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Old January 16, 2013, 09:07 PM   #1
Join Date: February 19, 2012
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308 seating depth

Just loaded a few 308 150gn fmj case length of 2.005 with 45gn bl-c(2) seated bullet to min oal of 2.800 but it is well short of cannalure . I was wondering if this is right shouldn't it be on the cannalure so I can crimp it not sure what to do any one got any idea about this .
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Old January 17, 2013, 06:25 AM   #2
Bart B.
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Leave 'em where they are. Bullets for .308's don't need to be crimped in. As long as they chamber easily, shoot the darned things.
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Old January 17, 2013, 07:34 AM   #3
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My understanding is that 2.800 is max overall length.
I seated my 150 gr to 2.770-2.775 which just puts the case mouth in the bottom 1/3 of the groove. It matches exactly with the remington 150 gr sp factory rounds my gun loves. I am in no way giving you advice. I am very very very new to this. I am only offering what I did as food for thought, and to make sure I am not screwing up. My cases were trimmed to 2.008 which was where my case trimmer stopped.
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Old January 17, 2013, 09:03 AM   #4
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2.800 OAL is used so the bullet will load from a magazine, are you targetshooting, what rifle are you using. I don't have a reloading book here so I can not check where your load is for BL-C 2. Lower OAL can be fine, some rifles like alittle free bore. My bolt 700 308 I seat 2.775, I tried 2.820 an it didn't shoot as well. I fire one round at a time, don't use the magazine, so OAL wouldn't matter if my rifle liked longer seated bullets. Remingtons have alot of fee bore in their barrels, OAL will chang from bullet & powder used, 2.775 is average oal for a 150 gr jhp. Be Safe Chris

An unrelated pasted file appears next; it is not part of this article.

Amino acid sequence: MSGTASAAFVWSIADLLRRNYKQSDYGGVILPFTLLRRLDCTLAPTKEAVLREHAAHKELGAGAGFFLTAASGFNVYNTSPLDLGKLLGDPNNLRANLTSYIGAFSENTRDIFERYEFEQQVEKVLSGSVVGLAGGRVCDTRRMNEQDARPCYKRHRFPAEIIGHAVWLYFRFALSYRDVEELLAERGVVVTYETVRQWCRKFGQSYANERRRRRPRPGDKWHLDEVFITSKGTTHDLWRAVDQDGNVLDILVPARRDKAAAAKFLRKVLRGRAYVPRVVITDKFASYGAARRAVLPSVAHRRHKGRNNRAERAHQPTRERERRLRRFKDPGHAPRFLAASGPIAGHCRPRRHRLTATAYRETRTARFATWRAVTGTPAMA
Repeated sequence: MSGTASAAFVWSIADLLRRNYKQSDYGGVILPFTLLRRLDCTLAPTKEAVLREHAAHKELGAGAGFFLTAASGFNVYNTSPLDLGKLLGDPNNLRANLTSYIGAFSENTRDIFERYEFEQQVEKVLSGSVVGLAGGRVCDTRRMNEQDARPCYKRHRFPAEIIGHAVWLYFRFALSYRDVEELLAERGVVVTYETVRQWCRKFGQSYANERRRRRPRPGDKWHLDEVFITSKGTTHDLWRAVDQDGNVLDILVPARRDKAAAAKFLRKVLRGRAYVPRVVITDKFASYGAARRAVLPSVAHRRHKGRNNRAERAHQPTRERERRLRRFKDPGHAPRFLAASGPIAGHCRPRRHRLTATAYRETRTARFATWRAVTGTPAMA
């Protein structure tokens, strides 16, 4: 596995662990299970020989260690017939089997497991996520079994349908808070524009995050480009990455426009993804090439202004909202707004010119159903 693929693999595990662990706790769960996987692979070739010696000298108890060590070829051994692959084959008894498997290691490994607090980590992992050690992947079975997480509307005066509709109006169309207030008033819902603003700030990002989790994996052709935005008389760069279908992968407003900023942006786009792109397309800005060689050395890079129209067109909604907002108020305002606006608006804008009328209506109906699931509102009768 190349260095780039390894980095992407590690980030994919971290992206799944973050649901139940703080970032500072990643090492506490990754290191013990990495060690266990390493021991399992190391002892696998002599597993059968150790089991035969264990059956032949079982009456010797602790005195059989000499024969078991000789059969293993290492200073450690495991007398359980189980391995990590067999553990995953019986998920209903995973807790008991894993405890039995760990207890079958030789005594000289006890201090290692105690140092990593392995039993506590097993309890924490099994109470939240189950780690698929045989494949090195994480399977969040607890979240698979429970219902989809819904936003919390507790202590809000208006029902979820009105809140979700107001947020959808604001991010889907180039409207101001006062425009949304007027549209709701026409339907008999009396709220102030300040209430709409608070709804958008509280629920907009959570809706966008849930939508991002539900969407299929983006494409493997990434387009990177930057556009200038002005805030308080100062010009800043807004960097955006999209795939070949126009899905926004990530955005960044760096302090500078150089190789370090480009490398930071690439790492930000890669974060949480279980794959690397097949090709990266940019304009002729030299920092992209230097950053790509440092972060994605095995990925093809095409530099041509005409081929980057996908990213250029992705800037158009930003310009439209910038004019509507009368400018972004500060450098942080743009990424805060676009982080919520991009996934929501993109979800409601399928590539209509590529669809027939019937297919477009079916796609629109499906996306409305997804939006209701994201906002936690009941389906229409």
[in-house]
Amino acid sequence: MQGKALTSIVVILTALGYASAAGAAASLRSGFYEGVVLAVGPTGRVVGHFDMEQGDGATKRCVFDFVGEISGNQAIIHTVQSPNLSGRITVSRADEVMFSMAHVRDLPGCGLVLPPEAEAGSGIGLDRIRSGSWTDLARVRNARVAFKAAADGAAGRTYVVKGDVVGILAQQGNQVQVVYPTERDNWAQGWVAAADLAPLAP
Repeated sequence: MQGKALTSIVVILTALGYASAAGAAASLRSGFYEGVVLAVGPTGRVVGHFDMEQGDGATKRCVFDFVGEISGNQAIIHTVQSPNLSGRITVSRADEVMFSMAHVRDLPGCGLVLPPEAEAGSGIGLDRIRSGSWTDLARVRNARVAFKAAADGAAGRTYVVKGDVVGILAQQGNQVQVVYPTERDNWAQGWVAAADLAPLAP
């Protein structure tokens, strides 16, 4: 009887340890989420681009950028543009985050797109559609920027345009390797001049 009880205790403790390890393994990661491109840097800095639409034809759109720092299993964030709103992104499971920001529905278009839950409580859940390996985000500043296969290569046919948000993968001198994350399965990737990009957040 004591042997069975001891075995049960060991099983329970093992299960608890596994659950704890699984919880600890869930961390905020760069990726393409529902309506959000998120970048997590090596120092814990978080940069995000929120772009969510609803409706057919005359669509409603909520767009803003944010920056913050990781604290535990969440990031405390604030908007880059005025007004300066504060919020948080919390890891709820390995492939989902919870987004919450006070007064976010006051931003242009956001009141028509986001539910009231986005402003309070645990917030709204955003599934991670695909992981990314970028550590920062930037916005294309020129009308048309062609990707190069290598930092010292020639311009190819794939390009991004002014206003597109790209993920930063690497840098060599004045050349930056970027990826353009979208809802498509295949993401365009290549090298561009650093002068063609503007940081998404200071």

Last edited by cw308; January 17, 2013 at 09:15 AM.
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Old January 17, 2013, 09:25 AM   #5
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The OAL you use and should use depends entirely on the chamber in your rifle. It also depends upon the ogive of the bullet - the spot where the bullet first will touch the rifling.

There is a great article in the new Berger reloading manual by Bryan Litz on page 148 that explains the subject and recommends that you adapt COAL of a load to your chamber for each bullet type (target bullets and hunting bullets are often very different).

Every bullet type has different dimensions and the ogive will be in a slightly different place (the shape of the bullet tip has a lot to do with it).
150 grain Sierra Match King bullets #2190 for example has a recommended OAL according to the Sierra Manual (5th edition) of 2.775.
However if your chamber is deep, you could easily seat your 150 SMK out to 2.810 and still not be close to the rifling.
Then again if your chamber is exactly to spec (pretty rare) you might find that at 2.810, the bullet is into the rifling and you can't close the bolt.